Your Seedlings Are Beginning To Sprout
As they grow, the tomato flowers will begin to bud
Now that the seedlings are in the ground, remember to water and weed accordingly.
Replace mulch as necessary, as it helps retain your moisture for your plants. Each plant must be able to not only grow, but sunlight must reach all sides of the growing vines.
Keep an eye on the 'runner branches' as I call them, to make sure they do not intertwine with the plant next to it.. Not to mention the fact that there must be room around the plants to be able to harvest the newly grown bounty.
As the vines grow, some cool little visible hairs will begin to show and these are necessary for the "vining" process. (The climbing of the plant.) It is at this stage that wire supports need to be installed, not only for the vines to climb, but to eventually support the healthy tomato that will soon grow.
In the photo at the right, a tomato flower can be clearly seen, along with several others behind and around it as well as those cool little hairs I spoke of.
This is the first stage in the growth of a tomato.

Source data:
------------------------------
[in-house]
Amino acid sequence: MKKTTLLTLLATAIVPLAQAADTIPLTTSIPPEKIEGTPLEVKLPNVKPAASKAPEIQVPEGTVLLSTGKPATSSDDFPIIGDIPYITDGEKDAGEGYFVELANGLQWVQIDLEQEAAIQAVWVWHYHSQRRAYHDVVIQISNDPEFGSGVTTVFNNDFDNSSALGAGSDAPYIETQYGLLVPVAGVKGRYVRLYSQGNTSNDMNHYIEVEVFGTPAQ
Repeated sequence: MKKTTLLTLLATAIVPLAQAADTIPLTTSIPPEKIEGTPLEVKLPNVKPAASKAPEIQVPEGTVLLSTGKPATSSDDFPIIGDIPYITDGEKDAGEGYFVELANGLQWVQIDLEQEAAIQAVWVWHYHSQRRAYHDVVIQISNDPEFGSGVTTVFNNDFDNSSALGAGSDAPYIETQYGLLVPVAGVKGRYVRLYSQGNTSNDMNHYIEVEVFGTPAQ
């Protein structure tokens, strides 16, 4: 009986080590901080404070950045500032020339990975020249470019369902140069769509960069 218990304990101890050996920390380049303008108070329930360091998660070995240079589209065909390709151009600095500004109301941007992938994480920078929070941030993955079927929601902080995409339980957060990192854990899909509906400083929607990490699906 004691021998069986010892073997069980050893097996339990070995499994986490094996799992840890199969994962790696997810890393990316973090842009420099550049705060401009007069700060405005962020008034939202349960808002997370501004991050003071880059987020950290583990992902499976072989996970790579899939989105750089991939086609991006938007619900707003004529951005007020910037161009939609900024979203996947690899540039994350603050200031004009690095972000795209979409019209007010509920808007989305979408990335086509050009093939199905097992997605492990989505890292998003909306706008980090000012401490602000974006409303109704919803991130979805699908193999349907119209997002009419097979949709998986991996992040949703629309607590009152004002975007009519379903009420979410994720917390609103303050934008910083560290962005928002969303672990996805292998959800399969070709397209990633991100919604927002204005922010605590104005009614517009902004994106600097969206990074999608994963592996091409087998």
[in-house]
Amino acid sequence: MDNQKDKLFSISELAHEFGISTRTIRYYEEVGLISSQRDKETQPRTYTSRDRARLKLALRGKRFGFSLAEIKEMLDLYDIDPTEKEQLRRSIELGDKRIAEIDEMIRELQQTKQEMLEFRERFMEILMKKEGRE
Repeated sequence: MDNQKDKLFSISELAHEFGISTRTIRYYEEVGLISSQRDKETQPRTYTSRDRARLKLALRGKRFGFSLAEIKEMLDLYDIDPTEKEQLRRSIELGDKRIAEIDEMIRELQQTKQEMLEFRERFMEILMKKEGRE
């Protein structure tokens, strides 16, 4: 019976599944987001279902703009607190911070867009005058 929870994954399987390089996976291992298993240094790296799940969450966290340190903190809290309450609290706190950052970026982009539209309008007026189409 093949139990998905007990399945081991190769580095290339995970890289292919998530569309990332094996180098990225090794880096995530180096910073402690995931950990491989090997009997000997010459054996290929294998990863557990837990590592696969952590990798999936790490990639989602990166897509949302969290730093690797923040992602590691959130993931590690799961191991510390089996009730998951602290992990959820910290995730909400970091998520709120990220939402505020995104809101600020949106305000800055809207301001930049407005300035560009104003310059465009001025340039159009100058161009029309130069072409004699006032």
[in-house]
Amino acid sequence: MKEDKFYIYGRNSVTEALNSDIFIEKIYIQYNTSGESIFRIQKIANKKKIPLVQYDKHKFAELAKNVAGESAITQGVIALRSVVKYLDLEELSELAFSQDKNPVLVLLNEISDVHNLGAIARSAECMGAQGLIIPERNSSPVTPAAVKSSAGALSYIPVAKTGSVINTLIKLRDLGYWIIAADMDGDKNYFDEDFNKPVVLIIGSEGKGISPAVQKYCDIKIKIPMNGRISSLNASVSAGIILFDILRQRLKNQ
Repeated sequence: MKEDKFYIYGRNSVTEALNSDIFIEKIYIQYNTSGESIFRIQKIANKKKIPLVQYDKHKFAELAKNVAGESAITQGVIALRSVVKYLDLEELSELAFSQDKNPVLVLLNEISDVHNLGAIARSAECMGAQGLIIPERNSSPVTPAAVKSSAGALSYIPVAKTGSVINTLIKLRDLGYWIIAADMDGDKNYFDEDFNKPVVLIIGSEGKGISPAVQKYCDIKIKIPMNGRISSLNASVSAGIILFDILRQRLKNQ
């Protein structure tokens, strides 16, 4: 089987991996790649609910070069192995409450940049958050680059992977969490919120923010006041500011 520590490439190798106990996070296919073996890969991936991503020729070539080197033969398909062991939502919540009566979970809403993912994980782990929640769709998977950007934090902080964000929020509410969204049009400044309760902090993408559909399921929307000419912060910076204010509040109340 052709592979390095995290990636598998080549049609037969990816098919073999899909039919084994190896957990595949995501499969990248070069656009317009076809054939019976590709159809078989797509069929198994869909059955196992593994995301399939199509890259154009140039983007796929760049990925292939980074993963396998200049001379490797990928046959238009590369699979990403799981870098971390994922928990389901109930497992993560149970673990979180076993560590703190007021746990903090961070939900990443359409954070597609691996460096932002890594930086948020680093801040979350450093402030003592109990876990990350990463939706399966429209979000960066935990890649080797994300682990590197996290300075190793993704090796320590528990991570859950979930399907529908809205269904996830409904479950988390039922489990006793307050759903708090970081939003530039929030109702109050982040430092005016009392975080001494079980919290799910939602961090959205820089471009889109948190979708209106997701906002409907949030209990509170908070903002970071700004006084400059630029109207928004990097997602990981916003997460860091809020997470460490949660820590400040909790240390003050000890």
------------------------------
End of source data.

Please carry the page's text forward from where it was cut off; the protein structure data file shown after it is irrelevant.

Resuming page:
A suggestion: Plant no more than five cherry tomato plants unless you plan to open a store to sell the excess
Cherry tomato plants are (for Me) the easiest to grow and they seem to mature quicker for some reason as well, so I start off with them today. Cherry tomatoes origins date as far back as early Greek times and as recent as the Aztecs. But whatever their beginnings, they are a tasty treat for your table or eaten fresh from the vines. Many people prefer pots for growing cherry tomato plants, but I am a bit old fashioned and like them in a garden with plenty of room for the roots to grow and spread, not to mention the beneficial part of the plants all being close to one another for the bees and the fertilization process.
As you can see from the picture, each vine carries an abundance of tomatoes as they mature. but before they get there, there is some work to be done growing them. Cherry tomato plants need not be four feet apart, as they are a smaller plant to begin with than a regular tomato plant. Planting them on 2'-3' center's is far enough apart to allow sunlight and growth.